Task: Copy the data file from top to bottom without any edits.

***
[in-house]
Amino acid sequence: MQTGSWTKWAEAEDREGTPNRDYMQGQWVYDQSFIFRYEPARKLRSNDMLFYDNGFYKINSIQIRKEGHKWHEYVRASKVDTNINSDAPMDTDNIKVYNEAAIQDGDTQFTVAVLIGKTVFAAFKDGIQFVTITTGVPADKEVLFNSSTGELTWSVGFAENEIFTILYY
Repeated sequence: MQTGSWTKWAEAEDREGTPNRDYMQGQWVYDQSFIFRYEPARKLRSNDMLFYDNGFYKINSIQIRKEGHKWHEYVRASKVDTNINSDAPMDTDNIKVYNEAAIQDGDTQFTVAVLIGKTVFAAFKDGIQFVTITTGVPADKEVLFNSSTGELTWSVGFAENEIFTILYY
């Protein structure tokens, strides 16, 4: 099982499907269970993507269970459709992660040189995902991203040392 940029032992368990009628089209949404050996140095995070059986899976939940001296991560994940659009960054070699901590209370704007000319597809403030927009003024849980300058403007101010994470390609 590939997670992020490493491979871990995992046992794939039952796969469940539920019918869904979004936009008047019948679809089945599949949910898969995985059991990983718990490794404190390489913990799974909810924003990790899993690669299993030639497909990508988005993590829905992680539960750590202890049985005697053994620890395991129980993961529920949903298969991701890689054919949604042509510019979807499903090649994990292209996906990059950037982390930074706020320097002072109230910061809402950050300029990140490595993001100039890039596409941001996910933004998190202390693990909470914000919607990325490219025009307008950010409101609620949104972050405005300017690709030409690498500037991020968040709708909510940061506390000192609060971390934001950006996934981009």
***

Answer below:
[in-house]
Amino acid sequence: MQTGSWTKWAEAEDREGTPNRDYMQGQWVYDQSFIFRYEPARKLRSNDMLFYDNGFYKINSIQIRKEGHKWHEYVRASKVDTNINSDAPMDTDNIKVYNEAAIQDGDTQFTVAVLIGKTVFAAFKDGIQFVTITTGVPADKEVLFNSSTGELTWSVGFAENEIFTILYY
Repeated sequence: MQTGSWTKWAEAEDREGTPNRDYMQGQWVYDQSFIFRYEPARKLRSNDMLFYDNGFYKINSIQIRKEGHKWHEYVRASKVDTNINSDAPMDTDNIKVYNEAAIQDGDTQFTVAVLIGKTVFAAFKDGIQFVTITTGVPADKEVLFNSSTGELTWSVGFAENEIFTILYY
């Protein structure tokens, strides 16, 4: 099982499907269970993507269970459709992660040189995902991203040392 940029032992368990009628089209949404050996140095995070059986899976939940001296991560994940659009960054070699901590209370704007000319597809403030927009003024849980300058403007101010994470390609 590939997670992020490493491979871990995992046992794939039952796969469940539920019918869904979004936009008047019948679809089945599949949910898969995985059991990983718990490794404190390489913990799974909810924003990790899993690669299993030639497909990508988005993590829905992680539960750590202890049985005697053994620890395991129980993961529920949903298969991701890689054919949604042509510019979807499903090649994990292209996906990059950037982390930074706020320097002072109230910061809402950050300029990140490595993001100039890039596409941001996910933004998190202390693990909470914000919607990325490219025009307008950010409101609620949104972050405005300017690709030409690498500037991020968040709708909510940061506390000192609060971390934001950006996934981009």